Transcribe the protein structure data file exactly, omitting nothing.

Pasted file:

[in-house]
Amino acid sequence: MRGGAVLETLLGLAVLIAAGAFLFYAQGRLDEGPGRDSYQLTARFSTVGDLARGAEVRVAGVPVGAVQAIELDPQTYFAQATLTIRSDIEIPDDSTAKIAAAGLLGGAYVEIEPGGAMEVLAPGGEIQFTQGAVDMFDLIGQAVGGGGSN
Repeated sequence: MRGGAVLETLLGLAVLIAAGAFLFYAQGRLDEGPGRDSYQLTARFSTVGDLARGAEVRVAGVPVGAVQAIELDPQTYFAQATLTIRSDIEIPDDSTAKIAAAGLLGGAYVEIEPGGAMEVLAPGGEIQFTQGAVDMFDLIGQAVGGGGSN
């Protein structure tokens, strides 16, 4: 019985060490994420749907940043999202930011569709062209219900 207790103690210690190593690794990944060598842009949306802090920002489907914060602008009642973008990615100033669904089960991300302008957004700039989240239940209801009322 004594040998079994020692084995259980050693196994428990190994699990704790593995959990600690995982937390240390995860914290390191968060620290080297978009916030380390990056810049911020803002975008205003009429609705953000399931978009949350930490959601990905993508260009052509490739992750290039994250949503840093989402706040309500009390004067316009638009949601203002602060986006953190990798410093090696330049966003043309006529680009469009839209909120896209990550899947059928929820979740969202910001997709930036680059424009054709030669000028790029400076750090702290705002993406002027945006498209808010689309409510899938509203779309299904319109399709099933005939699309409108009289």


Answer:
[in-house]
Amino acid sequence: MRGGAVLETLLGLAVLIAAGAFLFYAQGRLDEGPGRDSYQLTARFSTVGDLARGAEVRVAGVPVGAVQAIELDPQTYFAQATLTIRSDIEIPDDSTAKIAAAGLLGGAYVEIEPGGAMEVLAPGGEIQFTQGAVDMFDLIGQAVGGGGSN
Repeated sequence: MRGGAVLETLLGLAVLIAAGAFLFYAQGRLDEGPGRDSYQLTARFSTVGDLARGAEVRVAGVPVGAVQAIELDPQTYFAQATLTIRSDIEIPDDSTAKIAAAGLLGGAYVEIEPGGAMEVLAPGGEIQFTQGAVDMFDLIGQAVGGGGSN
């Protein structure tokens, strides 16, 4: 019985060490994420749907940043999202930011569709062209219900 207790103690210690190593690794990944060598842009949306802090920002489907914060602008009642973008990615100033669904089960991300302008957004700039989240239940209801009322 004594040998079994020692084995259980050693196994428990190994699990704790593995959990600690995982937390240390995860914290390191968060620290080297978009916030380390990056810049911020803002975008205003009429609705953000399931978009949350930490959601990905993508260009052509490739992750290039994250949503840093989402706040309500009390004067316009638009949601203002602060986006953190990798410093090696330049966003043309006529680009469009839209909120896209990550899947059928929820979740969202910001997709930036680059424009054709030669000028790029400076750090702290705002993406002027945006498209808010689309409510899938509203779309299904319109399709099933005939699309409108009289």